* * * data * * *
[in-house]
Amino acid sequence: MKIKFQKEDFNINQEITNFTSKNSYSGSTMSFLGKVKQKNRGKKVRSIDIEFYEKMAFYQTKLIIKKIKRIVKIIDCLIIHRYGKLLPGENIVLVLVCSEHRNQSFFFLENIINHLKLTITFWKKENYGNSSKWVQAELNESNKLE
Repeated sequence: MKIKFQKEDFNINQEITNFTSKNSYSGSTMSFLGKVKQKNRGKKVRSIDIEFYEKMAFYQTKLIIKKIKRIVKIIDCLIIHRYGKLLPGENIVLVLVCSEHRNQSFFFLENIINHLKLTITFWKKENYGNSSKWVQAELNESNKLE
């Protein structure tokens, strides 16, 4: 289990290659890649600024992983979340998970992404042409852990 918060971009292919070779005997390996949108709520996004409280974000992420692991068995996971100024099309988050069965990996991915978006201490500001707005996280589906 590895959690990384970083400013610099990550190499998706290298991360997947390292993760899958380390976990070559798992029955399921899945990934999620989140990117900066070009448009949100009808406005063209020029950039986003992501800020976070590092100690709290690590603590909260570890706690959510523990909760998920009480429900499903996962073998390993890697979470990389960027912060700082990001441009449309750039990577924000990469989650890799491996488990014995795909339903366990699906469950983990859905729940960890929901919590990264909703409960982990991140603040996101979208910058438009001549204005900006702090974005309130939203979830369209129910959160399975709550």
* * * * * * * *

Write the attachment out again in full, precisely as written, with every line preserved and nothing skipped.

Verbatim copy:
[in-house]
Amino acid sequence: MKIKFQKEDFNINQEITNFTSKNSYSGSTMSFLGKVKQKNRGKKVRSIDIEFYEKMAFYQTKLIIKKIKRIVKIIDCLIIHRYGKLLPGENIVLVLVCSEHRNQSFFFLENIINHLKLTITFWKKENYGNSSKWVQAELNESNKLE
Repeated sequence: MKIKFQKEDFNINQEITNFTSKNSYSGSTMSFLGKVKQKNRGKKVRSIDIEFYEKMAFYQTKLIIKKIKRIVKIIDCLIIHRYGKLLPGENIVLVLVCSEHRNQSFFFLENIINHLKLTITFWKKENYGNSSKWVQAELNESNKLE
């Protein structure tokens, strides 16, 4: 289990290659890649600024992983979340998970992404042409852990 918060971009292919070779005997390996949108709520996004409280974000992420692991068995996971100024099309988050069965990996991915978006201490500001707005996280589906 590895959690990384970083400013610099990550190499998706290298991360997947390292993760899958380390976990070559798992029955399921899945990934999620989140990117900066070009448009949100009808406005063209020029950039986003992501800020976070590092100690709290690590603590909260570890706690959510523990909760998920009480429900499903996962073998390993890697979470990389960027912060700082990001441009449309750039990577924000990469989650890799491996488990014995795909339903366990699906469950983990859905729940960890929901919590990264909703409960982990991140603040996101979208910058438009001549204005900006702090974005309130939203979830369209129910959160399975709550």